“Excellent,” Richard was expansive. “You deal with it, Andrea. Give her the press release and fob her off on everything else.”
     Andrea nodded. “Rebuff and redirect. Got it.”
     She was clearly super capable, and I could see why Richard liked her. But he was abandoning her and cornering me! “Sophie and I will go ahead. I’ll order your tea and fruit for you.”
     At that, Andrea actually growled at me, which was rather nice. Ignoring her petulant frown, Richard took my arm companionably and began walking me down to the dining carriage. “I was thinking this week was going to be complete hell, Sophie. I’m so glad you’re going to be there.” The grey eyes were warm. “At least you and I will have a bit of fun.”
     He wanted to have fun. With me. “We’re going to have a blast,” I heard myself say. “Trust me!”
     Breakfast wouldn’t lay me open to more than pleasant chat, I told myself. It wasn’t like we would be joining the Mile-High Club or whatever the railway equivalent was.
     “They’ve got eggs Benedict and a sausage platter. Do you like eggs and sausages, Sophie?” Richard was walking right behind me, leaning down a little so his lips were near my ear. The feel of his breath warming my neck was giving me thrills.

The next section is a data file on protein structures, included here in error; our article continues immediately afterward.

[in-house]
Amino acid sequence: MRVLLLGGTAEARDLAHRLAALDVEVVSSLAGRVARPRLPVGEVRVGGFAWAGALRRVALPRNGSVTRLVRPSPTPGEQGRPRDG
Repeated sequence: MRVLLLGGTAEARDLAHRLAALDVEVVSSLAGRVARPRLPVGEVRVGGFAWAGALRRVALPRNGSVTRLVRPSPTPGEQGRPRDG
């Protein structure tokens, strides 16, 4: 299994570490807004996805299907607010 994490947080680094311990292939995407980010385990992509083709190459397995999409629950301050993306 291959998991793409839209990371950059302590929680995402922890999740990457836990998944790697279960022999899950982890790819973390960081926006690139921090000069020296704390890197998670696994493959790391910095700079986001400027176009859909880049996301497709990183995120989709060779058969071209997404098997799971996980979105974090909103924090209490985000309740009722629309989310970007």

“I eat everything!” I squeaked. “And there’s nothing like a hot sausage, is there?”
     “Quite,” he chuckled. And the thrills from that dirty laugh went straight from my ear to my nipples.
     It didn’t mean a thing, I reminded myself. My ears are sensitive. Even a blow dryer can give me shivers. It’s purely a physical thing. An involuntary reaction. Totally impersonal.
     I’d just focus on business. Virgin had announced a new menu based on responsible British farming, a move that I wanted to check out. Also, it’s good to hobnob with clients. Word of mouth is how I get my clients, and with Richard Cummings knowing everyone in the model world, he’d be a good contact.